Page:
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The Beeches Medical Practice Good

Inspection Summary


Overall summary & rating

Good

Updated 22 November 2016

Letter from the Chief Inspector of General Practice

We carried out an announced comprehensive inspection at The Beeches Medical practice on 6 October 2016. Overall, the practice is rated as good.

Our key findings across all the areas we inspected were as follows:

  • Staff understood and fulfilled their responsibilities to raise concerns and report incidents and near misses. All opportunities for learning from internal and external incidents were maximised.
  • Staff assessed patients’ needs and delivered care in line with current evidence based guidance. Staff had been trained to provide them with the skills, knowledge and experience to deliver effective care and treatment.
  • Risks to patients were assessed and well managed.
  • Patients said they were treated with compassion, dignity and respect and they were involved in their care and decisions about their treatment. The majority of feedback from patients about their care was positive.
  • The provider was aware of and complied with the requirements of the Duty of Candour.
  • The practice worked closely with other organisations and with the local community in planning how services were provided to ensure they meet people’s needs.
  • Information about services and how to complain was available and easy to understand. Improvements were made to the quality of care as a result of complaints and concerns.
  • The practice implemented suggestions for improvements and made changes to the way it delivered services as a consequence of feedback from patients and from the patient participation group.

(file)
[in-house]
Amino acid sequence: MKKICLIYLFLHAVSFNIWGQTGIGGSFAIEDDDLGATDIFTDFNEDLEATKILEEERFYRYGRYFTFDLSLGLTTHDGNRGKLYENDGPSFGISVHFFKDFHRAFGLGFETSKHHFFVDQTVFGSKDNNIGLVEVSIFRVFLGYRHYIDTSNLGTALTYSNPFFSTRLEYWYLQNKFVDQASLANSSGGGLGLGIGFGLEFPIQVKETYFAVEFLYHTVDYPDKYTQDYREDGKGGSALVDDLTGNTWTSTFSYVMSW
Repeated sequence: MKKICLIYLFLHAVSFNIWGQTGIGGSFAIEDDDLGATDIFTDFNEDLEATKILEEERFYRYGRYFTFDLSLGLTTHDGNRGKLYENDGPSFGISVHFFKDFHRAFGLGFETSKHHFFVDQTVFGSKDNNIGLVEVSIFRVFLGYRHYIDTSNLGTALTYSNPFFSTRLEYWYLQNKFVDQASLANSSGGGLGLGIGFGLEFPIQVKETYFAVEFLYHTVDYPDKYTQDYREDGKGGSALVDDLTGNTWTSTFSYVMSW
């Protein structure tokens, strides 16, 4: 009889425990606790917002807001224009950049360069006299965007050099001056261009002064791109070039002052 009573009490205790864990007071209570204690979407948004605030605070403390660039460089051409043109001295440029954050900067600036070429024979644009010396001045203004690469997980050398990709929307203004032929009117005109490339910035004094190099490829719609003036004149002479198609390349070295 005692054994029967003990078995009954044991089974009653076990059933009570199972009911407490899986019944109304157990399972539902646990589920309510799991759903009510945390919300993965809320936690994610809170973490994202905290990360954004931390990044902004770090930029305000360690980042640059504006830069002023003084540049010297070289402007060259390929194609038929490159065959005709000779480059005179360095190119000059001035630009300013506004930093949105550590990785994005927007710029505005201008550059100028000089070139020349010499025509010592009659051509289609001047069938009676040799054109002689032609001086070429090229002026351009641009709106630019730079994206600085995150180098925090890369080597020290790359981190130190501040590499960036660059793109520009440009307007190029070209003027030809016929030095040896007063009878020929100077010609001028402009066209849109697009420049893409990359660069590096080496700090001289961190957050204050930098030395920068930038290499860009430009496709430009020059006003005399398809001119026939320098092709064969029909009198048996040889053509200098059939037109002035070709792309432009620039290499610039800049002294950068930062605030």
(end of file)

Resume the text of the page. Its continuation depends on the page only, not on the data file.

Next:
• The practice had good facilities and was well equipped to treat patients and meet their needs.
  • The practice had a clear vision, which had quality and safety as its top priority. The strategy to deliver this vision had been produced with stakeholders and was regularly reviewed and discussed with staff.
  • The practice had strong and visible clinical and managerial leadership and governance arrangements.

However there were areas of practice where the provider should make improvements:

  • Reduce the possibility of accidental interruption of electricity supply to the vaccine refrigerator, by installing a switchless socket or clearly labelling the plug with a cautionary notice.

Professor Steve Field (CBE FRCP FFPH FRCGP) 

Chief Inspector of General Practice

Inspection areas

Safe

Good

Updated 22 November 2016

The practice is rated as good for providing safe services.

  • There was an effective system in place for reporting and recording significant events

  • Lessons were shared to make sure action was taken to improve safety in the practice.

  • When things went wrong patients received reasonable support, information and a written apology. They were told about any actions to improve processes to prevent the same thing happening again.